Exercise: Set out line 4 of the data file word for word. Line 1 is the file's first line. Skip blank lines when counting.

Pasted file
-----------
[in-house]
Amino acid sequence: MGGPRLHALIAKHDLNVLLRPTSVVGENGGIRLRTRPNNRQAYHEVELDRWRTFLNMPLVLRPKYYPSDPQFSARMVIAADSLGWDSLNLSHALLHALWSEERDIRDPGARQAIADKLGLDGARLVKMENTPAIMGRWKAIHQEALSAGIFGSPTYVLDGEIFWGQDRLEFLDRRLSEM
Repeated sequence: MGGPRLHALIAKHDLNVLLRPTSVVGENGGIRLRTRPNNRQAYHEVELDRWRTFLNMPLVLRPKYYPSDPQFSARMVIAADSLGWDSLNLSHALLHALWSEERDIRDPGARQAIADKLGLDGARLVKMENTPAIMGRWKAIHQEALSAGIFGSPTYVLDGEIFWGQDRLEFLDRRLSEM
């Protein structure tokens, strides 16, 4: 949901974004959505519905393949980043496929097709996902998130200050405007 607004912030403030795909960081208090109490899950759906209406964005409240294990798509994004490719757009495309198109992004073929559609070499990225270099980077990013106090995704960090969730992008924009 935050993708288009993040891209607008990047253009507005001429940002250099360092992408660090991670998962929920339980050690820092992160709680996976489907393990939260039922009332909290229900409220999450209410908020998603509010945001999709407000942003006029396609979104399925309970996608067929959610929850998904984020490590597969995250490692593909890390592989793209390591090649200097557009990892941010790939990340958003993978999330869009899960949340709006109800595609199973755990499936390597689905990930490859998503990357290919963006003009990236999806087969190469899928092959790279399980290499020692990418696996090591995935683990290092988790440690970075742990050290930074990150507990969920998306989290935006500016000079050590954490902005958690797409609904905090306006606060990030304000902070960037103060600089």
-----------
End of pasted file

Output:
């Protein structure tokens, strides 16, 4: 949901974004959505519905393949980043496929097709996902998130200050405007 607004912030403030795909960081208090109490899950759906209406964005409240294990798509994004490719757009495309198109992004073929559609070499990225270099980077990013106090995704960090969730992008924009 935050993708288009993040891209607008990047253009507005001429940002250099360092992408660090991670998962929920339980050690820092992160709680996976489907393990939260039922009332909290229900409220999450209410908020998603509010945001999709407000942003006029396609979104399925309970996608067929959610929850998904984020490590597969995250490692593909890390592989793209390591090649200097557009990892941010790939990340958003993978999330869009899960949340709006109800595609199973755990499936390597689905990930490859998503990357290919963006003009990236999806087969190469899928092959790279399980290499020692990418696996090591995935683990290092988790440690970075742990050290930074990150507990969920998306989290935006500016000079050590954490902005958690797409609904905090306006606060990030304000902070960037103060600089």